The US Supreme Court is seen in Washington, DC, on May 4, 2020.
Saul Loeb | AFP | Getty Images
The Supreme Court late Thursday blocked the Centers for Disease Control from enforcing a federal moratorium on evicting renters during the Covid pandemic, a defeat for the Biden administration’s effort to continue the moratorium despite an earlier signal from the court that the government’s action lacked the proper legal basis.
Imposed in early August, the current moratorium was due to expire in early October. It was challenged by a group of landlords who argued that the CDC had no authority to impose such a restriction on its own.
They said the nation’s landlords have been losing as much as $19 billion a month. “Congress never gave the CDC the staggering amount of power it claims,” the landlords argued in their filing in the Supreme Court.
In an unsigned opinion, six Supreme Court justices agreed. “It would be one thing if Congress had specifically authorized the action that the CDC has taken. But that has not happened. Instead, the CDC has imposed a nationwide moratorium on evictions in reliance on a decades-old statute that authorizes it to implement measures like fumigation and pest extermination.”
The opinion added, “It strains credulity to believe that this statute grants the CDC the sweeping authority that it asserts.”
Congress imposed the first moratorium on evictions in March 2020 as part of the first coronavirus stimulus bill, the Cares act. When that expired, the CDC issued a moratorium of its own at the direction of President Donald Trump, which was extended through the end of July. Acting on a lawsuit brought by the landlords, members of the Supreme Court declined to block it in June, but signaled their concerns.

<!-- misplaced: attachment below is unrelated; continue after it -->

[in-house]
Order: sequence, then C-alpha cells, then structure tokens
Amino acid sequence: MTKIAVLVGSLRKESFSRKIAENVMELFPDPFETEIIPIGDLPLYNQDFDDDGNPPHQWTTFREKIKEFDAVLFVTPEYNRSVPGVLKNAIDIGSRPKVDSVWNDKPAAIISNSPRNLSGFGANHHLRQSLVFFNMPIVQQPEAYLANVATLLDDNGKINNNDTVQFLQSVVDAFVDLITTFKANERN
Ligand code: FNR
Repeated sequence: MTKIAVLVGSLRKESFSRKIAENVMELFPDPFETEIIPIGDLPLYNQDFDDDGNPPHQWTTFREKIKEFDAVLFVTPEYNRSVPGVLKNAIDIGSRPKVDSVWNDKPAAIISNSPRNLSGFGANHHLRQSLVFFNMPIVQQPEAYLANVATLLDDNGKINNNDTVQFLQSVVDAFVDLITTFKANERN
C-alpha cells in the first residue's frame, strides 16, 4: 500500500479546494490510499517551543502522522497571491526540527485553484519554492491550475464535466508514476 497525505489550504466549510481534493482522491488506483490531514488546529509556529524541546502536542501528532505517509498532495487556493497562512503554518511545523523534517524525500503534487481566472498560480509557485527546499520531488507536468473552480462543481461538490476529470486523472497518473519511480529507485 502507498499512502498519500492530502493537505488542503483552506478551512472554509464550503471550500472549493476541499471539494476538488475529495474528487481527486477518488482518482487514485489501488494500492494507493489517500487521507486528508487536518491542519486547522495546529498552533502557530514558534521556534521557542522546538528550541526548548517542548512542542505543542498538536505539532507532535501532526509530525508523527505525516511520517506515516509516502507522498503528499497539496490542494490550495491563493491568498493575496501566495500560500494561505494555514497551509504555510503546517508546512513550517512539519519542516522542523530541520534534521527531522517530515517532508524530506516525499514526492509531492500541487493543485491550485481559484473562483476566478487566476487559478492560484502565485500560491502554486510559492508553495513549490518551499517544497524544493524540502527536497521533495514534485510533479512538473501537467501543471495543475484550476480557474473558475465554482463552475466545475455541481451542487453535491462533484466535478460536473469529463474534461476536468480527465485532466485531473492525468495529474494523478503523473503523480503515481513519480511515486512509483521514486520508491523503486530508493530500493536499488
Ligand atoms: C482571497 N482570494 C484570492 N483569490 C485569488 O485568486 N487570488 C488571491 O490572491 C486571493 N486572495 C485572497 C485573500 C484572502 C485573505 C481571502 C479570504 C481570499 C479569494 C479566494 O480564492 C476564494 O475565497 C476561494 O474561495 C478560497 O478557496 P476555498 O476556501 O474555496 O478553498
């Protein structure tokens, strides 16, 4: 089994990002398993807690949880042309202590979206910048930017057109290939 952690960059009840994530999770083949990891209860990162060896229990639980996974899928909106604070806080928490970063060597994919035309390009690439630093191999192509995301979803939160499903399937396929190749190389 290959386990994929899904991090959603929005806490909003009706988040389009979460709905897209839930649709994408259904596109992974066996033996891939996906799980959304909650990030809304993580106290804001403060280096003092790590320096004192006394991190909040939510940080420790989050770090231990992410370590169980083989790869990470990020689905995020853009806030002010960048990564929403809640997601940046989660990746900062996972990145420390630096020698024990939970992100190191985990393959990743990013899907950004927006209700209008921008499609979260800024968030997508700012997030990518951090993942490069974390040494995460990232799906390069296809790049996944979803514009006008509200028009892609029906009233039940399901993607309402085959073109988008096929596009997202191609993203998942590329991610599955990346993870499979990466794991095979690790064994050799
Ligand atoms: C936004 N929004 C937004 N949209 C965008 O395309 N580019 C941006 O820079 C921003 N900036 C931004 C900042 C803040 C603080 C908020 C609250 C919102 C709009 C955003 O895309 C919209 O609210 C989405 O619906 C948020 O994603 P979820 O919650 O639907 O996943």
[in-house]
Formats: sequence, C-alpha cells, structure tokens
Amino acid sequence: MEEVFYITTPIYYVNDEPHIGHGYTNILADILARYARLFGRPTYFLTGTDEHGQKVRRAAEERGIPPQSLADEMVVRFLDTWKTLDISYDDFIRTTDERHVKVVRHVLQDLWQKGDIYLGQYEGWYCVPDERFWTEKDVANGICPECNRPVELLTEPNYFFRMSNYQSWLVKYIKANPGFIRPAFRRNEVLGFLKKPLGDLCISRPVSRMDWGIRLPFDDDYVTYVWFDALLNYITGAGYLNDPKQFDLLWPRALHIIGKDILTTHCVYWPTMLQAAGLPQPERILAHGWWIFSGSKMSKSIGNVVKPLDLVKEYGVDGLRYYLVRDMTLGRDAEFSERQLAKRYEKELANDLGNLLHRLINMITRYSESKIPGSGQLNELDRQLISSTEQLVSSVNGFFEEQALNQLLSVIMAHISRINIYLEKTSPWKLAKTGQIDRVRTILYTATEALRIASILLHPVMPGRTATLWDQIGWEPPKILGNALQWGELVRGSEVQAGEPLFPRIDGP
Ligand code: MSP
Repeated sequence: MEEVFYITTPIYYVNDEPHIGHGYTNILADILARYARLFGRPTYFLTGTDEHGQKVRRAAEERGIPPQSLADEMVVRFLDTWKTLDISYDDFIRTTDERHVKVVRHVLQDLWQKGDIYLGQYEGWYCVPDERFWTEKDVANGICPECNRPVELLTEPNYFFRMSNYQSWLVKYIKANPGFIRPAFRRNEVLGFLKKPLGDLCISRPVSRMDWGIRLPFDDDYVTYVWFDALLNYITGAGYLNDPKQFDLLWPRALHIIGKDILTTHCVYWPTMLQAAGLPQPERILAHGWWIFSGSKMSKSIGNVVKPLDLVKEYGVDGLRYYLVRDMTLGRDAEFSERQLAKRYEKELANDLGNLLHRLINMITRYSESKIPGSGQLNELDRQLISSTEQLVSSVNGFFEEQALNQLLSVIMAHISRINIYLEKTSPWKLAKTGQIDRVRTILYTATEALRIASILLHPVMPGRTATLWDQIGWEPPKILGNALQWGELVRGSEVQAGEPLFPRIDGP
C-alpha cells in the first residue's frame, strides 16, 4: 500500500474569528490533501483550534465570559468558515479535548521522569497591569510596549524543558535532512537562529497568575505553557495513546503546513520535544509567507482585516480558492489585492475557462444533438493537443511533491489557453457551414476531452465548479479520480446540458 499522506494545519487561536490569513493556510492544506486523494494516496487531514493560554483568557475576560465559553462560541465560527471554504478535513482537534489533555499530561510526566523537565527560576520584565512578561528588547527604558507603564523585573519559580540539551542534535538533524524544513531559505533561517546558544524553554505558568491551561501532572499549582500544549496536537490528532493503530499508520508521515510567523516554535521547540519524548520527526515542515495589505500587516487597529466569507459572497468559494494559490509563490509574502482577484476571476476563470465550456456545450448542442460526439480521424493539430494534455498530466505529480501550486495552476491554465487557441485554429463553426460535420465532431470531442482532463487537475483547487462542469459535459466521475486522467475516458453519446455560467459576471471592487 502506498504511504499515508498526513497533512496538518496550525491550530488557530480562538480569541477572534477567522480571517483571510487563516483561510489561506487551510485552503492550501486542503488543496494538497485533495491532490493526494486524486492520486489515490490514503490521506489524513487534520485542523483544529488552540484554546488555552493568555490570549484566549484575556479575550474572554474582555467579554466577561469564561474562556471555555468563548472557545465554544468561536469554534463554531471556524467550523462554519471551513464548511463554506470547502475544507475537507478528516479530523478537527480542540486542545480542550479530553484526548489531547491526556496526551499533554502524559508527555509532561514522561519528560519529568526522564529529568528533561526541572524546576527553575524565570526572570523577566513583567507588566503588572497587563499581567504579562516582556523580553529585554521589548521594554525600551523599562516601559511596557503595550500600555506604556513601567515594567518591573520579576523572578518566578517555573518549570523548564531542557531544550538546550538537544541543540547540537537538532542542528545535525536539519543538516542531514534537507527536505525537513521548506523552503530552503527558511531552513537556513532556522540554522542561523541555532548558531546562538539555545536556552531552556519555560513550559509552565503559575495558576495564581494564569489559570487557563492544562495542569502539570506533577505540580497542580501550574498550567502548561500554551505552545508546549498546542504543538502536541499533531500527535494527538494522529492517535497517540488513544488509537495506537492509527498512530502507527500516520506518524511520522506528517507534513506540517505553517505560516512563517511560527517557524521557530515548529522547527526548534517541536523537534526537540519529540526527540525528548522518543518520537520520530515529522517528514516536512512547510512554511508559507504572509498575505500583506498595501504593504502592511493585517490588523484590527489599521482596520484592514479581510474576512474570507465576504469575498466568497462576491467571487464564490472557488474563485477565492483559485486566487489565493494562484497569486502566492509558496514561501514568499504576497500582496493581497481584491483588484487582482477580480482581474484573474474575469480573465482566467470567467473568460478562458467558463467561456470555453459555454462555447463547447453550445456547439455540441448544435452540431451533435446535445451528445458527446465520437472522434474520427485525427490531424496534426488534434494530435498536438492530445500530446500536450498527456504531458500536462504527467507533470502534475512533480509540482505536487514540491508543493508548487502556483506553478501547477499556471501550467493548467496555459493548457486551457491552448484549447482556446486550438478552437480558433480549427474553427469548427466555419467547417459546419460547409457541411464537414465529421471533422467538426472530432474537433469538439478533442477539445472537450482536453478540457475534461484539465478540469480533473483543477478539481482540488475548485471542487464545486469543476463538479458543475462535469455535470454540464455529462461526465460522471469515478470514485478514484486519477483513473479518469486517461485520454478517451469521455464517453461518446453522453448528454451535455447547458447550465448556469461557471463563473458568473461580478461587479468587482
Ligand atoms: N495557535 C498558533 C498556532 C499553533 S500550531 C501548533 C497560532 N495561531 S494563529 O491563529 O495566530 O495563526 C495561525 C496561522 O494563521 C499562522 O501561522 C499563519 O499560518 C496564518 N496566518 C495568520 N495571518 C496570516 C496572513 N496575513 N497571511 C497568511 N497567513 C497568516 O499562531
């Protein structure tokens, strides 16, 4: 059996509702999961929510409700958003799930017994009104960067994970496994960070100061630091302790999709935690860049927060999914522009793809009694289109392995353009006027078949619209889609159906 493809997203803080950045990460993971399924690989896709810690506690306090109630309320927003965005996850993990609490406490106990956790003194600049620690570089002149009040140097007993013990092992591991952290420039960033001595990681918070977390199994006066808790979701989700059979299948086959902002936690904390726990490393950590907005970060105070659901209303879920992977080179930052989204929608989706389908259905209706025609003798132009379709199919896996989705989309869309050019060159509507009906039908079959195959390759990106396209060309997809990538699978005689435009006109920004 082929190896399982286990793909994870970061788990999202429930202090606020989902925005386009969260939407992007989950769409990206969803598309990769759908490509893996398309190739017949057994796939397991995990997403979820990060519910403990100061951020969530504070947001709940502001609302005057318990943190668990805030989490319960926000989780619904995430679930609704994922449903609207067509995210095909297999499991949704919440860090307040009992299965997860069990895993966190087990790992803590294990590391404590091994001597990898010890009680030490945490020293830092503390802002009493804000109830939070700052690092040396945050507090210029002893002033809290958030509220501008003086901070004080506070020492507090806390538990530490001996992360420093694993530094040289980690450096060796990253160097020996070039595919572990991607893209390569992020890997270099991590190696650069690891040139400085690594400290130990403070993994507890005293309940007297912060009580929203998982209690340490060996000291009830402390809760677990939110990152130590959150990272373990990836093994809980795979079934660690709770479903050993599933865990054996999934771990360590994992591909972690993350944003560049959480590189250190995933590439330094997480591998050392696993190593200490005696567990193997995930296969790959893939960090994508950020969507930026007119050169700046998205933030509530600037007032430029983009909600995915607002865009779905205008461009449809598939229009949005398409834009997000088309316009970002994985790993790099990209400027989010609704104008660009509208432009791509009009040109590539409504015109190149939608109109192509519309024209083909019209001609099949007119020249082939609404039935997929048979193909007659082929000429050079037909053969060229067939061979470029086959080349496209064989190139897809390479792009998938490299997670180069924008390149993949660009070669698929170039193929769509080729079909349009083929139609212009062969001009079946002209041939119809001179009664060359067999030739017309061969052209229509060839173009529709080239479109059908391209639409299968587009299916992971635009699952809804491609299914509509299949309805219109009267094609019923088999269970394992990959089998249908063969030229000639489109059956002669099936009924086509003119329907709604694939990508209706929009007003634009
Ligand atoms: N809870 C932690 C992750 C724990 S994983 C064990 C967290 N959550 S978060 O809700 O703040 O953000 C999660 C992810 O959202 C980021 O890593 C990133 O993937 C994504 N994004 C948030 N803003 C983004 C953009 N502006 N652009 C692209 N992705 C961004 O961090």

Four justices said they would have granted the request to block the moratorium. Brett Kavanaugh said he would have, too, but decided not to because at that point in late June it was to last only a few more weeks. He said only Congress could impose such a nationwide moratorium.
President Joe Biden said at first that the concerns expressed by the court meant the government did not have the authority to issue a new moratorium. But under pressure from Democrats, he directed the CDC to issue another one anyway in August, arguing that the new version was different because it applied only in counties with a high rate of Covid transmission.
Justice Department lawyers told the Supreme Court that the trajectory of the pandemic had changed “unexpectedly, dramatically, and for the worse” after the court weighed in on the issue in June. The seven-day average of daily new cases recently stood at more than 130,000, a nearly tenfold increase from the previous month.
The court’s three liberals — Stephen Breyer, Sonia Sotomayor, and Elena Kagan — dissented from Thursday’s order. While individual landlords said they have lost thousands of dollars in rental income, Congress has appropriated more than $46.5 billion to help pay back rent, Breyer said writing for the three.
“Compare that injury to the irreparable harm” from blocking the moratorium, Breyer said, with Covid-19 transmission rates spiking.
The question of the CDC’s authority is an important one, and shouldn’t be dealt with in such a summary fashion, especially given “how little we may presume to know about the course of this pandemic,” he wrote.
A half-dozen states have eviction moratoriums of their own that are not affected by the Supreme Court’s action — California, Minnesota, New Jersey, New Mexico, New York, and Washington. The District of Columbia also has a local moratorium.